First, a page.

Figure 2.4a. Households’ average debt ratio in different income groups. Percent.

The debt ratio for all households increases from just above 50 percent in decile 2 to almost 200 percent in decile 9. The Riksbank’s study reports that the debt ratio of the indebted households, that is, excluding those without debt, is higher, almost 250 percent, and about the same in the different deciles, except for the problematic decile 1 (chart 5 below).[1]


It is of course obvious and – in spite of the fuss from the Riksbank – neither more nor less alarming that the debt ratio is higher for households with debt than that for all households, including those without debt.

What is more relevant, the debt ratio for those with debt only, or the aggregate debt ratio that includes also the households without debt? From an individual and from a consumer-protection perspective, a focus on those with debt only may be justified. But from a macro risk perspective, the share of households without debt is important, and the aggregate debt ratio would for most macro issues be more relevant.

In contrast, the Riksbank seems to try to maintain that it does not matter for potential risks associated with the indebtedness how large a share in each income decile is without any debt. Thus, it would not matter that 50 percent or more of the low income deciles are without debt, compared to 20 percent without debt of the high income deciles. The Riksbank is probably pretty alone with that view.

In summary, the Riksbank’s first conclusion, that the problems associated with debt seem to be both more extensive and more comprehensive than we have previously realized, does not stand up to scrutiny. It does not hold when households without debt are taken into account. Neither does the Riksbank’s second conclusion, that households in general are highly indebted in relation to their incomes, and that this applies above all to low and middle-income earners, stand up to scrutiny. As the Hedborg report shows, low- and middle-income earners are definitely less indebted than high-income earners, since a higher share are without debt and those with debt might have about the same debt ratio as in higher income deciles.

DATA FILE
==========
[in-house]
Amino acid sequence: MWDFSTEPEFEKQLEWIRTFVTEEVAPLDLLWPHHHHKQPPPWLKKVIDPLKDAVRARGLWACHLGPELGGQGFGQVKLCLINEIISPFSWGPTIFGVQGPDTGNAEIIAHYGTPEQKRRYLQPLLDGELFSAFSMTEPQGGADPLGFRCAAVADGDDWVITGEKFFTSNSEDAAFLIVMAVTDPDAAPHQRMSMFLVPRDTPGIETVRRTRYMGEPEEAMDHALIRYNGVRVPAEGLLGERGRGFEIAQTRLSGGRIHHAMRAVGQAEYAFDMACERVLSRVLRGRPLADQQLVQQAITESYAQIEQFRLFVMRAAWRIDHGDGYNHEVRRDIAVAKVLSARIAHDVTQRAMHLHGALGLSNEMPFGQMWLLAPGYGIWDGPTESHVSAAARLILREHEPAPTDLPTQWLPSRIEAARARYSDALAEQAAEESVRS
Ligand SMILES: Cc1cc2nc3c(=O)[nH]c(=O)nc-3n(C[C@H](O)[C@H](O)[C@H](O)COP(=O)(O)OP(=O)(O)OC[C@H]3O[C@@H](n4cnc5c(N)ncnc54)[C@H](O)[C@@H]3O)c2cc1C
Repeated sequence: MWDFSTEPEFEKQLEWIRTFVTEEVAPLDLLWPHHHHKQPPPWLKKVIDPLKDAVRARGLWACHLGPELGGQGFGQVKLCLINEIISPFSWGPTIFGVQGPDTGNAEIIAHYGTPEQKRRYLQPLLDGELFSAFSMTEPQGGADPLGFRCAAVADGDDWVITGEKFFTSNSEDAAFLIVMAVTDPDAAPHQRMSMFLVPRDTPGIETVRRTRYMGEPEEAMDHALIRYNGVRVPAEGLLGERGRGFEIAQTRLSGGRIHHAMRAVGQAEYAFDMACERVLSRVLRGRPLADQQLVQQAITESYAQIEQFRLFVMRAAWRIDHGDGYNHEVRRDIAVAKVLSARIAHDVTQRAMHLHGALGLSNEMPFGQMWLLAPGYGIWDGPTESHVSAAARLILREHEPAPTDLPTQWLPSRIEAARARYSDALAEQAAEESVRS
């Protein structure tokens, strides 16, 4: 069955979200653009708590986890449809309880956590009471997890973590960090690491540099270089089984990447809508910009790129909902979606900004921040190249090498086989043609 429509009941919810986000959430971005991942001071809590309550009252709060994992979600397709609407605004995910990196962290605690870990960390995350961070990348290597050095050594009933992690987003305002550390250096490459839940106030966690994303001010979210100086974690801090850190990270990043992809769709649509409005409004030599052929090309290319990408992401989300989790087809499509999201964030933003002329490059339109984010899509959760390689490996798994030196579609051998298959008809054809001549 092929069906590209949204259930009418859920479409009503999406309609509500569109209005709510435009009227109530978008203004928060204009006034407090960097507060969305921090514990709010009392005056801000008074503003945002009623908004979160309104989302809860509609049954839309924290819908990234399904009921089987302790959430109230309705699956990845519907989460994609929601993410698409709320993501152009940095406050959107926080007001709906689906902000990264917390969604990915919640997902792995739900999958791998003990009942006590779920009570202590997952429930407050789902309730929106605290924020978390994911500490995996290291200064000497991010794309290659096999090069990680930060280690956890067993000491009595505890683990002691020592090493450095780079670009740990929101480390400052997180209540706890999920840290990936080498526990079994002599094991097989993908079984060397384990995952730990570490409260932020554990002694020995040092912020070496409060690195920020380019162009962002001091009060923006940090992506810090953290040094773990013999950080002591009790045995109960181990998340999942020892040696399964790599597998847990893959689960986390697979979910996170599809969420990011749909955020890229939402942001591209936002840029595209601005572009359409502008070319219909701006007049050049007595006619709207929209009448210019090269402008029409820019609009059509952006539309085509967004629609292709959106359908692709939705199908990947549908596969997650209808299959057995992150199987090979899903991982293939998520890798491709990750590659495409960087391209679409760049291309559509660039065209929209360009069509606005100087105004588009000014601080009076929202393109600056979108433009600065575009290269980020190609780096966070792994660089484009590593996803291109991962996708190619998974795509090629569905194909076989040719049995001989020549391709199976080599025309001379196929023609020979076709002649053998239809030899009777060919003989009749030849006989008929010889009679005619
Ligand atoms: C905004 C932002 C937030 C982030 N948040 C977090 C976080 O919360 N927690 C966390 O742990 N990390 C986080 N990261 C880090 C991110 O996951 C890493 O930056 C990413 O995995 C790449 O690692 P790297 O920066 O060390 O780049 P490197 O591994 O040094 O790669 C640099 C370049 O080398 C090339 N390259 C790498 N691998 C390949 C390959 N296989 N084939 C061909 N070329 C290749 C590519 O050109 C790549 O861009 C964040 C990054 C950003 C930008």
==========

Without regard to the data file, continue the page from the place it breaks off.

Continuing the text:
Furthermore, the debt ratio is not a good risk measure. Just mixing stock and flow measures is problematic. Other measures, such as the interest ratio, the real interest payment, the debt service that keeps the debt ratio constant, the LTV ratio, the net wealth-to-total assets ratio, repayment capacity, and resilience towards disturbances, are much more relevant. This is an issue worth coming back to.

Update: The debt ratio as a risk measure is discussed extensively in this later post: “The debt ratio is an unsuitable risk measure – there are much better ones.”

[1] The Riksbank’s debt ratios are computed as arithmetic unweighted averages. This is arguably misleading, and income-weighted debt ratios are more relevant, at least if the focus is on macro effects and risks. With unweighted averages borrowers with small debt and even less income have a big impact on the average. This does not make much sense if the focus is on macro effects.

Unweighted debt ratios are normally larger than weighted, and they can be much larger, as the following example shows:

Assume 2 borrowers. Borrower 1 has the debt D1 = 2.7 and the disposable income Y1 = 0.968, that is, a debt ratio of D1/Y1 = 2.7/0.968 = 279 percent.
Borrower 2 has the debt D2 = 0.3 and the disposable income Y2 = 0.032, that is, a debt ratio of D2/Y2 = 0.3/0.032 = 938 percent. The sum of the debt is 3, and the sum of disposable income is 1.

The weighted average debt ratio is (D1/Y1)*(Y1/(Y1+Y2)) + (D2/Y2)*(Y2/(Y1+Y2)) = (2.79*0.968 + 9.38*0.032) =  (D1+D2)/(Y1+Y2) = (2.7 + 0.3)/(0.968 + 0.032) = 300 percent.

The unweighted average debt ratio is (D1/Y1)*(1/2) + (D2/Y2)*(1/2) = (2.79 + 9.38)/2  =  610 percent (rounded), much higher than the weighted one.

For most purposes, the weighted debt ratio should be more relevant.

This was discussed in the minutes of the policy meeting in February 2013 (page 26-27). I maintained that the debt ratio of 600 percent for Stockholm that board member Per Jansson had presented (slide 5) at a hearing at the Riksdag’s Committee on Finance was exaggerated and misleading, because it had been calculated as an unweighted average. Its deviation from the debt ratio of 325 percent reported in the mortgage market report 2012 of Finansinspektionen (the Swedish FSA) was largely explained by its calculation as an unweighted average.